Director: Wong Kar Wai
Writer: Wong Kar Wai
Cinematographer: Christopher Doyle
Cast: Brigitte Lin Ching Hsia, Kaneshiro Takeshi, Tony Leung Chiu Wai, Faye Wong, Valerie Chow Kar Ling, Piggy Chan Kam Chuen, Piggy Chan Kam Chuen, Joh Chung Sing
Running Time: 102 min.
By Lady Tequila
Wong Kar-Wai’s Hong Kong is an offbeat, stylised, slow-motion blur of colours, sounds, tastes and smells which roll off the screen with the vividness of a dream. The ever-present, streaking neon of the city night is just unforgettable, and provides a great backdrop for this simple slice of life, in which two stories run concurrently, with many similar themes explored between them, such as lovesickness and being alone in a world of people. Nothing is rammed down our throats. Nothing is spelled out. Subtlety is everything here, and in a film where narrative and plot is forsaken for imagery and emotions, a simple moment can mean so much. Just like in ‘real life’.
Even the music kicks ass. California Dreaming never sounded so good. There are some top-notch performances. Brigitte Lin reminds us why she was famous in the first place and fills the screen with a wonderful presence – and the blonde Marilyn wig is a scream! Much was made of Faye Wong…I’m going to be radical and say, yes, she’s OK but after a while it seems like she only has the one expression: a sort of “I’m-yearning-and-poetic-but-also-kookie” thing, but she does bring a nice sense of innocence to the role. Takeshi Kaneshiro is kind of cool, and there’s an almost exuberant feeling about him. Tony Leung Chiu-Wai is brilliant, as ever; he just has so much charisma, and in this movie there are several shots of him doing nothing much at all – but he fills that screen, nonetheless. His character is the archetypal Wong Kar-Wai male: aloof, mysterious, untouchable, and very alone. Favourite hobby – leaning against the wall and smoking cigarettes.
On the downside, the fact that there are essentially two different stories going on at the same time, with equal time given to each, can mean that some of the simplicity Wong Kar-Wai seemed to try so hard to evoke becomes lost. I think a much more powerful film could’ve been made if just one of the stories was taken and concentrated on. Also, there are times when some of the ‘symbolic moments’ meander a bit down paths not so easy to follow – tinned pineapple, anyone? I confess I found that a little tortuous. But in a way, those kind of moments are all the more reason to like this movie, where imperfections seem more like cinematic explorations and experiments. And anyway, with themes of imperfect and unrequited love (and mouldy tins of pineapple) surely a little imperfection is a good thing?
Lady Tequila’s Rating: 8/10
Certain films offer the same nostalgic feelings that often envelope us when listening to a favorite song or catching a familiar scent. For example, “Reservoir Dogs” and Woo’s “The Killer” will forever remind me of one memorable summer seven years ago when I caught both on video, back-to-back, for the first time. Wong Kar Wai’s “Chungking Express” also stirs feelings of nostalgia for another summer not too long ago. Not everyone will revere this film like I do, but most will agree it’s a wonderfully simple, quirky film with outstanding, energetic performances by Takeshi Kaneshiro and a beautiful Faye Wong. Sure, it meanders off-course a couple times (expired pineapples?!), but that’s part of the appeal. To date, Wong Kar-Wai’s best — and certainly most fun — film.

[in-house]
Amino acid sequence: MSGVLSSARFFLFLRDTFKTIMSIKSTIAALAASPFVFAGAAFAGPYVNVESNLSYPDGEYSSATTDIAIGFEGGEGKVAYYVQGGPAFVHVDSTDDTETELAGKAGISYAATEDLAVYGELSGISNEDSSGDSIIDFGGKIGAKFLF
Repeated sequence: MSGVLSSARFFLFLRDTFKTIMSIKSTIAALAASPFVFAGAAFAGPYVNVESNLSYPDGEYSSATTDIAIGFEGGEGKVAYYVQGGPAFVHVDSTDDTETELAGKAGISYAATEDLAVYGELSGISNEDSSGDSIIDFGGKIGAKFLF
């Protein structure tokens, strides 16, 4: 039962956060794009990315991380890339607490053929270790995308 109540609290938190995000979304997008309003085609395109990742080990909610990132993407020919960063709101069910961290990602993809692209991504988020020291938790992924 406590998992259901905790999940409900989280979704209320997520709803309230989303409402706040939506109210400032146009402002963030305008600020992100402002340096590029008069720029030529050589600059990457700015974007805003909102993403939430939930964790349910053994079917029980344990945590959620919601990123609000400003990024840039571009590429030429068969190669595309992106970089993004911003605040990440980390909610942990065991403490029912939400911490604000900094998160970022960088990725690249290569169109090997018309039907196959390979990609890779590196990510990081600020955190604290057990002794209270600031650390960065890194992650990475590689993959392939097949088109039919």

Alexander’s Rating: 9.5/10
This is the best Hong Kong film I have ever seen. Hell, this is the best film in any country I have ever seen! There is not one bad thing I can say about this film. The acting is amazing, the direction superb, and the cinematography (courtesy of Christopher Doyle) is beautiful. After seeing this film, I had such a huge crush on Faye Wong. She is great in this film. Another great performance was that of Takeshi Kaneshiro. He is too cool, and if you dont crack up when he starts yelling at the employee at the store about the feelings of the expired pineapples, there is something seriously wrong with you. I never grow tired of this film. I watch nearly every other week. I can’t praise this film enough. Wong Kar Wai is a genius.
Yates’ Rating: 10/10
By James H.
Wong Kar-Wai’s film, “Chungking Express”, is easily one of the most visually pleasing films I have ever seen. The film revolves around two separate stories about two police officers who have recently been ousted from their respective relationships.
There’s not much that can be said about this film that hasn’t been said before. The cinematography is perfect, the acting is great, and the music is superb (although, you may be sick of “California Dreamin” by the end of it).
The one problem I had though, was with the subtitles. The version I have is the American release under Quentin Tarantino’s Rolling Thunder company. I would have thought that because he liked the film, he would have re-mastered it and made the subtitles just a little clearer.
I’ll have to agree with Jeff on this one, I did not find anything wrong with the film. It’s fun, it’s uplifting, and we can all relate, because I’m sure we’ve all been there before.
James H’s Rating: 10/10
By Vic Nguyen
Art-house director Wong Kar-wai, in a brief hiatus from editing his epic Ashes of Time, found the time to film this little masterpiece, which is considered by many to be a superior effort. Two intersecting stories about lost love and isolation are enhanced by superb cinematography and delightful performances from Faye Wong and Tony Leung Chiu-wai. Although the soundtrack is plagued by repetition (The Mama’s and Papa’s California Dreamin is played at least 6 times, maybe more), that in no way alters the enjoyment one receives when viewing this delightful production. Also features Valerie Chow, Takeshi Kaneshiro, and Brigette Lin in her final screen performance.
Vic Nguyen’s Rating: 10/10